• Kochs Plan to Spend Million on 2016 Campaign

    Breathtaking:

    The political network overseen by the conservative billionaires Charles G. and David H. Koch plans to spend close to $900 million on the 2016 campaign, an unparalelled effort by outside groups to shape a presidential election that is already on track to be the most expensive in history.

    The goal, revealed Monday at the Kochs’ annual winter donor retreat near Palm Springs, Calif., would effectively allow their political organization to operate at the same financial scale as the Democratic and Republican parties. In the last presidential election, the Republican National Committee and the party’s two congressional campaign committees spent a total of $657 million.

    In what universe is this anything other than an attempt to buy an election?

  • Charlie Hebdo Puts Another Caricature of Muhammad on Its Cover

    From The New York Times:

    While surviving staff members, at an emotional news conference, described their choice of cover as a show of forgiveness, most Muslims consider any depiction of their prophet to be blasphemous. Moreover, interpretations quickly swirled around the Internet that the cartoon also contained disguised crudity.

    One of Egypt’s highest Islamic authorities warned that the cartoon would exacerbate tensions between the secular West and observant Muslims, while death threats circulated online against staff members.

    A preacher, Anjem Choudary, the former leader of a radical group that was banned in Britain, was quoted by a British newspaper, The Independent, as saying that the image was “an act of war” that would be punishable by death if judged in a Shariah court.

    Bravo to Charlie Hebdo for holding up free speech in the face of religious barbarism. Here’s the author of the cartoon speaking about his work:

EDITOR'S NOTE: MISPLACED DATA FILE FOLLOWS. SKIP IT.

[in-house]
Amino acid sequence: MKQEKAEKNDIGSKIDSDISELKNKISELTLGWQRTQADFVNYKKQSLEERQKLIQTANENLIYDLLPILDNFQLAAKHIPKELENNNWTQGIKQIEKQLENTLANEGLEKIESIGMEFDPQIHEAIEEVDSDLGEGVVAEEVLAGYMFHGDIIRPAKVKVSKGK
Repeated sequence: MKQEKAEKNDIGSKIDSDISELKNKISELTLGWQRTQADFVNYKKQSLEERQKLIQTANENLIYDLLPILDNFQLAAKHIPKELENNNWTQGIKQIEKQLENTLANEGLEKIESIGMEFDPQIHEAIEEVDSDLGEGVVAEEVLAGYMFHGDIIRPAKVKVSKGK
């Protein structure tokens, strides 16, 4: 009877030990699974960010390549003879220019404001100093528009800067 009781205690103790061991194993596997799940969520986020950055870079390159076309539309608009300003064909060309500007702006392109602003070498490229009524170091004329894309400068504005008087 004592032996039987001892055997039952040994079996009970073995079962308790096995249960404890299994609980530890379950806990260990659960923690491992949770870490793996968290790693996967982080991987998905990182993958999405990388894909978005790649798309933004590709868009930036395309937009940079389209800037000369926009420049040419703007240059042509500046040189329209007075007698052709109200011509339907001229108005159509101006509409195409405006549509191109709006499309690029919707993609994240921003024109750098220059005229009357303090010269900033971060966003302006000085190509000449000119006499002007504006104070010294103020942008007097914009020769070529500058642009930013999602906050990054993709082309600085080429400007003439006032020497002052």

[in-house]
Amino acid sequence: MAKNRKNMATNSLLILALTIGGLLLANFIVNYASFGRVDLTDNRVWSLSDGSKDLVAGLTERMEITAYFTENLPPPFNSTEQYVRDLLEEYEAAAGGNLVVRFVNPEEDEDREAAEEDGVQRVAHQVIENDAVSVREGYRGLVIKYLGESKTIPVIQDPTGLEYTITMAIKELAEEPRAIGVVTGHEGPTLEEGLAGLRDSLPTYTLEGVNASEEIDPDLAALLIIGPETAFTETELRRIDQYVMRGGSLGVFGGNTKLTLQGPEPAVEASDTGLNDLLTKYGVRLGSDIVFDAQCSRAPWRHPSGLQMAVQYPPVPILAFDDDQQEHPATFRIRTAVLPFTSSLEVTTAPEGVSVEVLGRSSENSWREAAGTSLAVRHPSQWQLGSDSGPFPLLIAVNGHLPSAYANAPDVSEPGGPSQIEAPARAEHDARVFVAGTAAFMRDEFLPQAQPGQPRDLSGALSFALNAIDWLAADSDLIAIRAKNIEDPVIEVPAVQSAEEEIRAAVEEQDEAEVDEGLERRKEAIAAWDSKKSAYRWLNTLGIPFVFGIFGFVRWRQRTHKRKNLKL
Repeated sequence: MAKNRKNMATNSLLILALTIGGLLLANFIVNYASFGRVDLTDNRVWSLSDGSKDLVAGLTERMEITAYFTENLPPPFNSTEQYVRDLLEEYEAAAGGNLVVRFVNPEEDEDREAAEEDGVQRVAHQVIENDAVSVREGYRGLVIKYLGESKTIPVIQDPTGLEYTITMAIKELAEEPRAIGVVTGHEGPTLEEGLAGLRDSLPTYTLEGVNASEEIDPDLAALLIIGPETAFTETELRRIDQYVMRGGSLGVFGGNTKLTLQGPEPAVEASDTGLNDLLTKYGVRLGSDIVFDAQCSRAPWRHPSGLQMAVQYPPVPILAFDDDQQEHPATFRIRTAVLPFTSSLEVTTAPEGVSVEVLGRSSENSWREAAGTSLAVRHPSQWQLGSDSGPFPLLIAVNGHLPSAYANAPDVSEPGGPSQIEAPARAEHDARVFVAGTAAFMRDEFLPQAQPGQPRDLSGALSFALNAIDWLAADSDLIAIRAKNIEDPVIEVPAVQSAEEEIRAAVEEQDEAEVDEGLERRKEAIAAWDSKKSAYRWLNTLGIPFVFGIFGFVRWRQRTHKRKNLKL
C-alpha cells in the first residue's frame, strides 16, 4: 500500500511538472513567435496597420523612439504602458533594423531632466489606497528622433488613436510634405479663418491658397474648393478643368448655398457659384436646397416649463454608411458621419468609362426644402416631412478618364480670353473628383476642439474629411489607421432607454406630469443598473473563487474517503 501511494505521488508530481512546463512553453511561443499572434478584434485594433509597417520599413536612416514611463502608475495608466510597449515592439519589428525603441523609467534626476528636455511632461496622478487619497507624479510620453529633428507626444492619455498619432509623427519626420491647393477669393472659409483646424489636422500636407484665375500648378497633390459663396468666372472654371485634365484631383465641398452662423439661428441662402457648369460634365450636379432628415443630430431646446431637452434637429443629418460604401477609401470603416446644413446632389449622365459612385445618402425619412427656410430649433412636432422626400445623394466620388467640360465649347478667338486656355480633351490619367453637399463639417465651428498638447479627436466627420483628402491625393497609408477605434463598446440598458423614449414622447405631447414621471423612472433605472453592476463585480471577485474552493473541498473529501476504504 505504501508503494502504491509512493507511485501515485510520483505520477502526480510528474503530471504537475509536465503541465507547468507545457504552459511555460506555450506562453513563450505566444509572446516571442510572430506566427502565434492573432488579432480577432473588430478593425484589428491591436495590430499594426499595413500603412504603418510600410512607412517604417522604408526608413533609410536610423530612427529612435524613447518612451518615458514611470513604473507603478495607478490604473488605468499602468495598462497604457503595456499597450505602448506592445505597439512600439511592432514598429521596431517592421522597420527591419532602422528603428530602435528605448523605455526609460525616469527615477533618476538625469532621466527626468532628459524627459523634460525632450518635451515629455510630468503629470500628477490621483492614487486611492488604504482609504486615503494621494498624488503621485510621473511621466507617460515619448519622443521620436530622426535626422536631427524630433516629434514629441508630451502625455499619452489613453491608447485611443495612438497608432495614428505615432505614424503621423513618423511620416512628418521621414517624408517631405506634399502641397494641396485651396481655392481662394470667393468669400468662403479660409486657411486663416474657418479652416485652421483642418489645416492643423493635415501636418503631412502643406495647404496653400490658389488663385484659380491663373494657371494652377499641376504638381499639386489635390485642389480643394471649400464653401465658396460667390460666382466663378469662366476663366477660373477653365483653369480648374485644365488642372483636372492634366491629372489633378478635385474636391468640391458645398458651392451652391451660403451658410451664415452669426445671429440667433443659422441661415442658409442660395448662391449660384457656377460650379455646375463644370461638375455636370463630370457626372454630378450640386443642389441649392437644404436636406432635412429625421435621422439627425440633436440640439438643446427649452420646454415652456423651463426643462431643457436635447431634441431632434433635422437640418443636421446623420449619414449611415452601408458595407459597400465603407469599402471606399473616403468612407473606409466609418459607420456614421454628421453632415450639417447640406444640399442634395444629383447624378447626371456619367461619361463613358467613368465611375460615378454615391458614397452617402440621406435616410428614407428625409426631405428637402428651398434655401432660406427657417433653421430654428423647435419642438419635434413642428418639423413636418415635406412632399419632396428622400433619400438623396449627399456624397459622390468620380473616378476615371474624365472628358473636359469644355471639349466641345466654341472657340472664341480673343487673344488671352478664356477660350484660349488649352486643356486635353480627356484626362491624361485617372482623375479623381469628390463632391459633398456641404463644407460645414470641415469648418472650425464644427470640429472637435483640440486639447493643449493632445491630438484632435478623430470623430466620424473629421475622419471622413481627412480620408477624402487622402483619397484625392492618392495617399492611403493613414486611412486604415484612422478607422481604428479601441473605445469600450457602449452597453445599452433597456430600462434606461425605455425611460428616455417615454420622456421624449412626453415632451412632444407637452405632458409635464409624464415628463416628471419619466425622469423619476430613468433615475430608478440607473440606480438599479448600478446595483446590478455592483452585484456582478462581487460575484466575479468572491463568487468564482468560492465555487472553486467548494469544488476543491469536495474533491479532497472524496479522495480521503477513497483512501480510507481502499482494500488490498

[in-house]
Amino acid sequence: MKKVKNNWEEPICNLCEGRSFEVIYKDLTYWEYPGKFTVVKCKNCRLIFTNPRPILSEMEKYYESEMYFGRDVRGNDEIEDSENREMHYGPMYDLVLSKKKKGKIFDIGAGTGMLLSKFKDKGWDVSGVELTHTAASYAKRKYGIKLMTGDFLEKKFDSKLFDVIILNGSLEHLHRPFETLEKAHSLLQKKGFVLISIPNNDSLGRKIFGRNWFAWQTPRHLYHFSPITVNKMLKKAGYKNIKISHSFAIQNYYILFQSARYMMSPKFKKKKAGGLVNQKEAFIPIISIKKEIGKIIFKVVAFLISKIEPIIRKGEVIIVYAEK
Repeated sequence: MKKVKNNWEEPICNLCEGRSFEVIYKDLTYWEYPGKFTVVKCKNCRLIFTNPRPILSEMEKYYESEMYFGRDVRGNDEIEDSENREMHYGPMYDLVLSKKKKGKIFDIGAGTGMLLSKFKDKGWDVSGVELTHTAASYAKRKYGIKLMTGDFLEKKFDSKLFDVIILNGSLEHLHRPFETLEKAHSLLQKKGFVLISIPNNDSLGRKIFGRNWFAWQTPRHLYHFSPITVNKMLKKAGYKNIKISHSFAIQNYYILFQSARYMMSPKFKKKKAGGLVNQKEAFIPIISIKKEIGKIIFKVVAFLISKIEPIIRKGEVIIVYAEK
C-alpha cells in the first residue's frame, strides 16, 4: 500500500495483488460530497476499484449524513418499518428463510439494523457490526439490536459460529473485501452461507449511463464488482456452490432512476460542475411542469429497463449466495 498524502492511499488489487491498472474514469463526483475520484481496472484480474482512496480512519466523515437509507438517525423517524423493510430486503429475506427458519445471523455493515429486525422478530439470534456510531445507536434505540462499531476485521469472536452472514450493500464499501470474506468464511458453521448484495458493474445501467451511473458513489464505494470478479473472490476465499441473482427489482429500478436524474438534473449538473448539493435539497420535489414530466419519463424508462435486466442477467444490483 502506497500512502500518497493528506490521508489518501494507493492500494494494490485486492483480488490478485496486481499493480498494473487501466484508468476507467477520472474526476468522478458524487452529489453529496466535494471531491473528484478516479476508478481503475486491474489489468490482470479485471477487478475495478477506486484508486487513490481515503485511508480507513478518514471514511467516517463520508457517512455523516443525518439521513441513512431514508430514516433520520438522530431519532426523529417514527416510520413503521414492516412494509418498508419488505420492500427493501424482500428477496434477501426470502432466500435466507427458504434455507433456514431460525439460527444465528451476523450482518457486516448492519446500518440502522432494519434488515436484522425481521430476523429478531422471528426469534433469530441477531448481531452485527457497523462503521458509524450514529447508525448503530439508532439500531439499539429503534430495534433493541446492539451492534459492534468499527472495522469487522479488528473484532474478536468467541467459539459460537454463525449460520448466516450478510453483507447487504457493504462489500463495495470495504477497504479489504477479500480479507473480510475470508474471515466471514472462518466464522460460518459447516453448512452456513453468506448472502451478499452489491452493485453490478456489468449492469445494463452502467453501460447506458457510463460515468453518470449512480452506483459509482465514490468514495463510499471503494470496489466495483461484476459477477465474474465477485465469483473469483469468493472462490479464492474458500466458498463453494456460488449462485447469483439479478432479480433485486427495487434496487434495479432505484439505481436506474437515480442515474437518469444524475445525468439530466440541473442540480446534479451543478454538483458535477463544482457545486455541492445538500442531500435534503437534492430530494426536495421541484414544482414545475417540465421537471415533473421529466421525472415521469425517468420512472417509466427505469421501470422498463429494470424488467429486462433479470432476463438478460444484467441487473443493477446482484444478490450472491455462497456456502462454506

With this cover, we wanted to show that at any given moment, we have the right to do anything, to redo anything, and to use our characters the way we want to. Mohammed has become a character, in spite of himself, a character in the news, because there are people who speak on his behalf. This is a cover aimed at intelligent people, who are much more numerous than you think, whether they’re atheists, Catholics, Muslims. …

    Phrases like “an act of war” applied to a cartoon recalls for me old Christopher Hitchens articles about the Danish cartoons of Muhammad. For example:

    Can the discussion be carried on without the threat of violence, or the automatic resort to it? When Salman Rushdie published The Satanic Verses in 1988, he did so in the hope of forwarding a discussion that was already opening in the Muslim world, between extreme Quranic literalists and those who hoped that the text could be interpreted. We know what his own reward was, and we sometimes forget that the fatwa was directed not just against him but against “all those involved in its publication,” which led to the murder of the book’s Japanese translator and the near-deaths of another translator and one publisher. I went on Crossfire at one point, to debate some spokesman for outraged faith, and said that we on our side would happily debate the propriety of using holy writ for literary and artistic purposes. But that we would not exchange a word until the person on the other side of the podium had put away his gun. (The menacing Muslim bigmouth on the other side refused to forswear state-sponsored suborning of assassination, and was of course backed up by the Catholic bigot Pat Buchanan.) The same point holds for international relations: There can be no negotiation under duress or under the threat of blackmail and assassination. And civil society means that free expression trumps the emotions of anyone to whom free expression might be inconvenient.

  • I’ve Joined Twitter